In the City
The gilt-edged boom
Nicholas Davenport The speed and efficiency with which the City carries out its national duties are quite lantastic. Within four working days it subscribed to and absorbed the whole of the 750 million long-dated 'tap' stock,' reasury 154 per cent 1996—which the ireasury had issued just before Christmas. And this followed on the issue and absorption of the £500 million of Treasury 15+ per eer ot 1998 which had been completed in the rtoight ending 21 December. The like of it as never been seen before.
„This was the perfect answer to the futility aPoo int ing another unwieldy commission of Li into the working of the City ifiler Sir Harold (Bank Rate Tribunal) f.wilson. This new commission is conspicuous °r its general lack of expertise—no representation of international bodies like Lloyds icir the huge eurodollar market or the market ri overseas shares—and the inclusion, in my o.rPtilion, of the wrong City journalist from th.e Times—but no doubt Mr Clive Jenkins VriI make up for its inadequacies with a hlliarit minority report on the wholesale ationalisation of the City. Tn° come back to the gilt-edged market, it eics as if the Treasury has been overdoing referred last week to the revolution 11111101 has occurred in monetary manage(oent----a target now being given for DCE the)Mestic credit expansion) instead of taelneY supply. The Chancellor put the DCE 1,9%get for 1976-77 at £9,000 million and for '7-78 at £7,700 million which, he said, heuld provide sufficient room for industry's tteleds and allow interest rates to fall from their present exceptionally high levels. As hoe 13CE is in effect the public sector th rrOWing requirement plus bank lending to r: Private and overseas sectors minus hagrChases of gilt-edged stock by the non Public it is possible to work out what she required level of sales of `tap' stocks ett„°111c1 be to keep within the DCE targets. I 'mot bore you with the technical details of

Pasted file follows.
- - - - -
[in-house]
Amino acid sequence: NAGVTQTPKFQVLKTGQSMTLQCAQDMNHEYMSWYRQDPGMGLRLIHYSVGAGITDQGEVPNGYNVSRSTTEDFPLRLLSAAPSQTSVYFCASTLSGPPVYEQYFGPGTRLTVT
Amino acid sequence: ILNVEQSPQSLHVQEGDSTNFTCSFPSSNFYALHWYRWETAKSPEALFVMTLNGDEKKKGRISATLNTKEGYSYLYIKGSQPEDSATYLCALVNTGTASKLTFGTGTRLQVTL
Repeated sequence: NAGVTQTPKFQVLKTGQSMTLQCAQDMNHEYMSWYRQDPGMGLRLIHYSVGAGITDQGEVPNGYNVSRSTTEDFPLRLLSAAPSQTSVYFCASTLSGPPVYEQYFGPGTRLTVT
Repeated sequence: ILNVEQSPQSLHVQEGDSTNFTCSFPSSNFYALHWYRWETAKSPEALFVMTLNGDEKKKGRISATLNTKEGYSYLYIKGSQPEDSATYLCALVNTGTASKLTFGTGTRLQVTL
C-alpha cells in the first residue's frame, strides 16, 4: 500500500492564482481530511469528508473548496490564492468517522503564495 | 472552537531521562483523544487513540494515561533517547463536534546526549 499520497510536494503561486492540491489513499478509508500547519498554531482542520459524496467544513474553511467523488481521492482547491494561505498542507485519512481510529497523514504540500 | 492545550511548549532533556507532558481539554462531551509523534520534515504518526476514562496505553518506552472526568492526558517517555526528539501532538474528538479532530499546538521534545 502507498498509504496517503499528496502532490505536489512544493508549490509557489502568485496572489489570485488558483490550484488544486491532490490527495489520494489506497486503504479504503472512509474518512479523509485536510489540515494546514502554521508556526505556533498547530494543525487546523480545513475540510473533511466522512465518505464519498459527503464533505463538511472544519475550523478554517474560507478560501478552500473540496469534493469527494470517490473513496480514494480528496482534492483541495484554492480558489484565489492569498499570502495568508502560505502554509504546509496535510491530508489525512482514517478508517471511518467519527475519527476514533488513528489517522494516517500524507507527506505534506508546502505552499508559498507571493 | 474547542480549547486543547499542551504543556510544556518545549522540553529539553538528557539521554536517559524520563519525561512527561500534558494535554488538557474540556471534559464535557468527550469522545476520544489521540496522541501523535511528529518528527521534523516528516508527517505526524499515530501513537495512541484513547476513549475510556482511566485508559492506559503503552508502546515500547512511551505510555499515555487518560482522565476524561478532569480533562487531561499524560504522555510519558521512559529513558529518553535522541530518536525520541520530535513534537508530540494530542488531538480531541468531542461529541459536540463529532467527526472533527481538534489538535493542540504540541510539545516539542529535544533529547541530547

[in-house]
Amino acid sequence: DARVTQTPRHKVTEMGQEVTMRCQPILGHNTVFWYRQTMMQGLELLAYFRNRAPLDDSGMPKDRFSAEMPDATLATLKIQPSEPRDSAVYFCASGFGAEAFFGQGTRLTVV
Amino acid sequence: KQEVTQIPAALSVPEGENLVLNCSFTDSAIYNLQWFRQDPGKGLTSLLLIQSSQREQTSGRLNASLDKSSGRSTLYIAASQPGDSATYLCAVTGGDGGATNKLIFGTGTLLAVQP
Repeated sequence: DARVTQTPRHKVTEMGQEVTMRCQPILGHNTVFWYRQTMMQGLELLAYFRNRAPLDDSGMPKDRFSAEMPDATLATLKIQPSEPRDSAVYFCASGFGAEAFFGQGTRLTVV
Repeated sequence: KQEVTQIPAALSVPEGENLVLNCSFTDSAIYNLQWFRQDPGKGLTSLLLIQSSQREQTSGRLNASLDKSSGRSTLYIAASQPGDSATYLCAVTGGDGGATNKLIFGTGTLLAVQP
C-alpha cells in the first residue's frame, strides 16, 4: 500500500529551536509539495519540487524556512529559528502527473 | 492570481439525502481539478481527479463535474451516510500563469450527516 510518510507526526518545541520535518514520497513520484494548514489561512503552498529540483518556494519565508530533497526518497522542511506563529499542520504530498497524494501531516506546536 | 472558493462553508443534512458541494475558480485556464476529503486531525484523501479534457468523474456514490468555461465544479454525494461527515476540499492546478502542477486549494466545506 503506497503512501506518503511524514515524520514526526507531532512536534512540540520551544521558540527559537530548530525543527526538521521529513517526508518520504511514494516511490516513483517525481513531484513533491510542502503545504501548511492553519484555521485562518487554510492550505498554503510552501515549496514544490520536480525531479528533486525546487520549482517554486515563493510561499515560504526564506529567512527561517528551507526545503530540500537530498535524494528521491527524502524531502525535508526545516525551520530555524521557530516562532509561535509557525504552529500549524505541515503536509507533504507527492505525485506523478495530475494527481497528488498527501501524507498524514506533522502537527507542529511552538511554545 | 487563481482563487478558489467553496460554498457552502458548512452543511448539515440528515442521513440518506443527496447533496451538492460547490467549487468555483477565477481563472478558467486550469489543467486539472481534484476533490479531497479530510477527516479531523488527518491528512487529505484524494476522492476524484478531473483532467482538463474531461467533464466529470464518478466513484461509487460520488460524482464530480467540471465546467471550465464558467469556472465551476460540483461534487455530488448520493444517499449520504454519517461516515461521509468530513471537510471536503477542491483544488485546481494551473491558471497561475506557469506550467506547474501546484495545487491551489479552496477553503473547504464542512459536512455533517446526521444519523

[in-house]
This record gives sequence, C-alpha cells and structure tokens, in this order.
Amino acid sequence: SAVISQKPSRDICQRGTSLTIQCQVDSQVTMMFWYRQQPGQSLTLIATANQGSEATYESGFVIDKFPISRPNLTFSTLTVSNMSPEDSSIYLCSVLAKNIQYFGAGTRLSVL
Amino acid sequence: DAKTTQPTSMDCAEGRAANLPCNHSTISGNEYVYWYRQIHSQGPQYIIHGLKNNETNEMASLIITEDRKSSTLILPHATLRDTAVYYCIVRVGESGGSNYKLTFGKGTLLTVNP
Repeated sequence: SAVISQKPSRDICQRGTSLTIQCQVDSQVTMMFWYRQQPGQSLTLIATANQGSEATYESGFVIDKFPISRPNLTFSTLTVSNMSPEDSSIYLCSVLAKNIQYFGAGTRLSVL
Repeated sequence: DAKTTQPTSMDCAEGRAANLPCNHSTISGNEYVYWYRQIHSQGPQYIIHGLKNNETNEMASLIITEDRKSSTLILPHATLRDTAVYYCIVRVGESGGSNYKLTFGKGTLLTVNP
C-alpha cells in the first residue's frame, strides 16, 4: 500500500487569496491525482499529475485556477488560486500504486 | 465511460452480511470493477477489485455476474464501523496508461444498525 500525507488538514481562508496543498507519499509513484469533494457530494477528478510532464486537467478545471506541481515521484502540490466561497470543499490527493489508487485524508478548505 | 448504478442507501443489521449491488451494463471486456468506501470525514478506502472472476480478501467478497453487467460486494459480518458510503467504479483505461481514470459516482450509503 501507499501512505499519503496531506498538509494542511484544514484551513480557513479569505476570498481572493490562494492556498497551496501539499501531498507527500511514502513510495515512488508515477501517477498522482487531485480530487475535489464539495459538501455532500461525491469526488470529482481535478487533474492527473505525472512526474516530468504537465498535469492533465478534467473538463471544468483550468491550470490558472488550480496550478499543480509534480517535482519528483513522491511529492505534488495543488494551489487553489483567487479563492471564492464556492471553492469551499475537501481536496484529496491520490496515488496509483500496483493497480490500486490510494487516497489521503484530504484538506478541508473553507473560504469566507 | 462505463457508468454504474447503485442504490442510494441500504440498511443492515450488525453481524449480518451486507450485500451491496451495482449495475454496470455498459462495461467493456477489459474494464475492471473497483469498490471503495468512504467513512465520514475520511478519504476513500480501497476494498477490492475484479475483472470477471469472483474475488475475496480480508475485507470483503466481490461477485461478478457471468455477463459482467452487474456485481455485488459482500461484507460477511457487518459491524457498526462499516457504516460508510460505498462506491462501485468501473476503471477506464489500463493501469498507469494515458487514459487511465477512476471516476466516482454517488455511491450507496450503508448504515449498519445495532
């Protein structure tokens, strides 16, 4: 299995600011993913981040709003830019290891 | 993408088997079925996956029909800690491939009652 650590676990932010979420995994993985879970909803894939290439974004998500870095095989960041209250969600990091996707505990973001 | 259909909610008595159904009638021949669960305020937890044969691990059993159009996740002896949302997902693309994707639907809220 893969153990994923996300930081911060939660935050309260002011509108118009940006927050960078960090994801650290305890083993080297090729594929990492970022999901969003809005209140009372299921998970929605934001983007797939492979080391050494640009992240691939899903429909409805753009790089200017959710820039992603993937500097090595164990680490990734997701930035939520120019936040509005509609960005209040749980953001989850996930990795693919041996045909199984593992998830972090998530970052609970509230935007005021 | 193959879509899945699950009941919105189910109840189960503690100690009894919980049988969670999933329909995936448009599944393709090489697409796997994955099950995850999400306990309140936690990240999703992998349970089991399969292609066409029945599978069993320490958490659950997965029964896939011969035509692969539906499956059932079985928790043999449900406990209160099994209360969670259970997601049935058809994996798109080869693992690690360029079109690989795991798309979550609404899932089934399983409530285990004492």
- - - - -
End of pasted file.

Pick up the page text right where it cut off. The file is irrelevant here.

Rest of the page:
the calculation but it works out for 1976-77 at £4,700 million. Yet in the first threequarters of the 1976-77 financial year the Treasury has already succeeded in selling to the non-bank public over £7,000 million. (The Bank of England has recorded £1,336 million for the first quarter, £780 million for the second (bad) quarter, and Mr Healey in a parliamentary answer on 21 December gave about £4,000 million for the third quarter, but that was before the market had absorbed all of the last two `long taps' of £1,250 million.) So it is obvious that the Treasury has been overdoing it—by some £2,500 million !
Admittedly the Treasury has been able slightly to reduce the high rate of interest which has been killing business—lowering Bank rate from 15 to 14 per cent by weekly reductions of per cent—but it is obvious that it could have brought about a much lower interest rate if it had not sold so much stock in the market at these preposterously high coupons of 15+ and 151 per cent. The Bank has apparently let the market know that it does not want to see a rapid decline in the rate of interest. This may be because it still wants to attract foreign money into sterling and is nervous about another run on the pound.